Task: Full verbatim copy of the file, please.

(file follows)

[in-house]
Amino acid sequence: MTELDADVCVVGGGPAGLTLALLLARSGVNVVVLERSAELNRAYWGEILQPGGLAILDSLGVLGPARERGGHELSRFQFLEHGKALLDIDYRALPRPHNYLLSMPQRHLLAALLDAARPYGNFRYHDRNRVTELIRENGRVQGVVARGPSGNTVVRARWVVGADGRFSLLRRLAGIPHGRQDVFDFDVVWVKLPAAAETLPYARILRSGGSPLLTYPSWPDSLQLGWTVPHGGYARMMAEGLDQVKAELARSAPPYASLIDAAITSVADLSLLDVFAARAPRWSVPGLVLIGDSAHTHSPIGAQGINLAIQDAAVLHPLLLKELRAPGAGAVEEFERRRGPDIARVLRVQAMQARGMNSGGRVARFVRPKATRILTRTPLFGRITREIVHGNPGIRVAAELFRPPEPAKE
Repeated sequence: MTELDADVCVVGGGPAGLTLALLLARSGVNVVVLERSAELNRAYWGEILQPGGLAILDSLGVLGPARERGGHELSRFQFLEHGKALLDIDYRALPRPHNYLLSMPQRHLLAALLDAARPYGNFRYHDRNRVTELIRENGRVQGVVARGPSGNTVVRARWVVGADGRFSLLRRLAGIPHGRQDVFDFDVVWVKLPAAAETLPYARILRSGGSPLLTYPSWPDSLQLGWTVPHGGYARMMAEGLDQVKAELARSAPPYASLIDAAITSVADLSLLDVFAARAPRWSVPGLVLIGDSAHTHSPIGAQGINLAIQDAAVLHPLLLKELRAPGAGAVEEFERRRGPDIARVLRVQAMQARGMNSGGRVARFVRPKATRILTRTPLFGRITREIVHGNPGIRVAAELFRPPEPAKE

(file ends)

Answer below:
[in-house]
Amino acid sequence: MTELDADVCVVGGGPAGLTLALLLARSGVNVVVLERSAELNRAYWGEILQPGGLAILDSLGVLGPARERGGHELSRFQFLEHGKALLDIDYRALPRPHNYLLSMPQRHLLAALLDAARPYGNFRYHDRNRVTELIRENGRVQGVVARGPSGNTVVRARWVVGADGRFSLLRRLAGIPHGRQDVFDFDVVWVKLPAAAETLPYARILRSGGSPLLTYPSWPDSLQLGWTVPHGGYARMMAEGLDQVKAELARSAPPYASLIDAAITSVADLSLLDVFAARAPRWSVPGLVLIGDSAHTHSPIGAQGINLAIQDAAVLHPLLLKELRAPGAGAVEEFERRRGPDIARVLRVQAMQARGMNSGGRVARFVRPKATRILTRTPLFGRITREIVHGNPGIRVAAELFRPPEPAKE
Repeated sequence: MTELDADVCVVGGGPAGLTLALLLARSGVNVVVLERSAELNRAYWGEILQPGGLAILDSLGVLGPARERGGHELSRFQFLEHGKALLDIDYRALPRPHNYLLSMPQRHLLAALLDAARPYGNFRYHDRNRVTELIRENGRVQGVVARGPSGNTVVRARWVVGADGRFSLLRRLAGIPHGRQDVFDFDVVWVKLPAAAETLPYARILRSGGSPLLTYPSWPDSLQLGWTVPHGGYARMMAEGLDQVKAELARSAPPYASLIDAAITSVADLSLLDVFAARAPRWSVPGLVLIGDSAHTHSPIGAQGINLAIQDAAVLHPLLLKELRAPGAGAVEEFERRRGPDIARVLRVQAMQARGMNSGGRVARFVRPKATRILTRTPLFGRITREIVHGNPGIRVAAELFRPPEPAKE